• After a Liver Transplant

    In the days following the transplant procedure at Cincinnati Children's, your child will stay in the Pediatric Intensive Care Unit (PICU). This allows us to closely monitor his or her recovery during a critical time. You can be with your child most of the day, but you cannot stay overnight in your child’s room. We offer parent sleep rooms in the PICU on a first-come, first-served basis. You will need to arrange for outside lodging in case you are unable to get a parent sleep room.

  • Important Information Following a Liver Transplant

    Show All

    After your child is stable, we will move him or her to a hospital ward where the nursing staff specializes in caring for children after a liver transplant. Our goals during this time are to get your child feeling well again, and to educate you and your family about caring for your child when you leave the hospital.

    You will continue to see the members of the liver transplant team every day. The medical team will make rounds, examine your child and be available to discuss your child's health. During rounds, the team will make recommendations for care and discuss your child’s progress. The length of the recovery process varies from patient to patient, depending on the child’s health before the transplant.

    Proper nutrition is important for your child’s healthy recovery from a liver transplant. A day or two after the transplant, your child will receive a special liquid food mixture through an intravenous catheter (IV). Once he or she resumes normal bowel function, your child will start with a diet of clear liquids and will move onto solid food when he or she can tolerate it. Infants put on special formula before transplant usually can be returned to regular formula. The transplant team may use a feeding tube to supplement your child’s diet until he or she can consume enough calories to fuel the recovery process.

    Your primary job while your child is recovering is to learn about home transplant care. Your liver transplant coordinator will give you a home care education packet. It will explain the medications your child must take and how to care for your child's incision sites, central line (a long-term IV), external drains and feeding tube.

    The nursing staff will be available at all times to answer questions and help you during this important time. The liver transplant coordinator will also work with you to set up a medication and task schedule.

    When your child is ready to leave the hospital, the coordinator will schedule post-transplant clinic appointments and times for lab work.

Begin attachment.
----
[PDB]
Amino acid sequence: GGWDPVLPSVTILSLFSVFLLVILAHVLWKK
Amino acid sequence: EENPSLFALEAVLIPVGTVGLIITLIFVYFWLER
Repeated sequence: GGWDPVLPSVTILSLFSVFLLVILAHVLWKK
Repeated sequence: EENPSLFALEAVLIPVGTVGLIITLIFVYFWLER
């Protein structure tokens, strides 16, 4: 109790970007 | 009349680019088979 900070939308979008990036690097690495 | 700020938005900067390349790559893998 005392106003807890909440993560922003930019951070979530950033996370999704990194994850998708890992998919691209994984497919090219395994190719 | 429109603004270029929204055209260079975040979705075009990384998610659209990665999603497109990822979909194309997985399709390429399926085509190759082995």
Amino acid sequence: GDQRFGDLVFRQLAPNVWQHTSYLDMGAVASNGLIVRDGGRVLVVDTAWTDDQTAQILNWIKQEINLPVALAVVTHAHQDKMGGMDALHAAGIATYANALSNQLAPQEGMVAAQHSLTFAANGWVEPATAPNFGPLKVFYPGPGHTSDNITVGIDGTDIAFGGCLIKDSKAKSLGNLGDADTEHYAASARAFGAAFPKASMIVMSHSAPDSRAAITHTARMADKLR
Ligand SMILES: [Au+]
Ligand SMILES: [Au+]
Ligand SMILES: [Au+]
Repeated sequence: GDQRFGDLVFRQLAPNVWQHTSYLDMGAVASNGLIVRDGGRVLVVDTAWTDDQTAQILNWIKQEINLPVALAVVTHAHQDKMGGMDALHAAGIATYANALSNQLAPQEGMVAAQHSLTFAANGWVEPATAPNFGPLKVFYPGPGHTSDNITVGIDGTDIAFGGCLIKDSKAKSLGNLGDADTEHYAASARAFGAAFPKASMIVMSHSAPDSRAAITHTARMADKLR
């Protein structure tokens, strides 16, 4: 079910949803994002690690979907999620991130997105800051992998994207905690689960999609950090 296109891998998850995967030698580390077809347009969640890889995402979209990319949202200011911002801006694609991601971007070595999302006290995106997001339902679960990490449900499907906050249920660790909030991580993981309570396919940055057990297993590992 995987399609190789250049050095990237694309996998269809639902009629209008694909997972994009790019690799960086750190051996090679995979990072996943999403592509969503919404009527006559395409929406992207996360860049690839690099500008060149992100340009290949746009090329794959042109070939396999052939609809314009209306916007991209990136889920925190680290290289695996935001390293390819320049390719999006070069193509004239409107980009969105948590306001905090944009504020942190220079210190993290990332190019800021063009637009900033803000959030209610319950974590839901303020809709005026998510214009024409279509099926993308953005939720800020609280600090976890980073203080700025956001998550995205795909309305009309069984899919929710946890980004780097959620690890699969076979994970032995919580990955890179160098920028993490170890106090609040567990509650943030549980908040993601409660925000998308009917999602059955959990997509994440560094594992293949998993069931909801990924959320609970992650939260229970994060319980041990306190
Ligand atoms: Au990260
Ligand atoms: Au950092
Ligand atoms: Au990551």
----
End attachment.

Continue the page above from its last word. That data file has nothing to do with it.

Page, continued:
The doctor who referred you to Cincinnati Children’s will help with your child’s care after you return home. The doctor will see your child frequently at first, to make sure recovery proceeds correctly. As time goes on, your doctor appointments will be spread out to monthly visits, then visits every three months.

    If your child has a primary gastroenterologist (liver doctor) in your hometown, you need only to return to Cincinnati every three months to see the transplant liver doctor. However, you will need to return to Cincinnati more frequently if you do not have a primary gastroenterologist in your hometown, or if your child has complications or surgical issues. You will also need to keep in close contact with your child's primary care physician.

    The first year after a transplant is usually the most difficult. Many changes take place in your family's life: lab tests, clinic visits and medications become a priority. The liver transplant team focuses on making sure your child’s new liver functions properly and monitors your child’s overall health.

    One-year survival rates for children following liver transplants are close to 90 percent. However, complications (bile duct problems, infection, rejection) do sometimes arise after your child goes home. These complications could require readmission to Cincinnati Children's, a liver biopsy or other specialized testing.

    Pay close attention to any symptoms your child develops after the transplant. Contact a liver care coordinator or your child’s primary care physician immediately if your child experiences any of these symptoms:

    • Temperature greater than 101° F (38.3° C) under the arm or by mouth
    • Systolic or diastolic blood pressure greater than the level your physician told you it should be on two consecutive measurements
    • Exposure to contagious diseases such as chickenpox, shingles, mono, measles, mumps, RSV, whooping cough or meningitis
    • Unusual irritability with sleepiness, shortness of breath or seizure
    • Any critical changes in your child's condition

    If your child experiences any of the following, contact a liver care coordinator during business hours:

    • Dentist visit or any dental procedure
    • Persistent diarrhea
    • Persistent vomiting. Always call if your child is unable to keep immunosuppressive medications down.
    • Persistent fever greater than 100° F (37.7° C) under the arm or by mouth
    • Bloody or foul-smelling urine
    • Painful urination
    • Light-colored stools
    • Jaundiced (yellow-colored) eyes or skin
    • Abdominal pain or swelling
    • Rash

    To simplify the process of keeping up with bills and to allow you to focus on your child, Cincinnati Children's handles billing for transplant patients.

    The transplant financial manager will take care of sending paperwork to your insurance providers and following up on reimbursement issues. You will receive a notice from your insurance provider indicating when a payment has been issued.

    Changing insurance coverage or choosing COBRA coverage after the transplant could affect what costs are covered. We can help you evaluate how an insurance plan change will affect you and your family.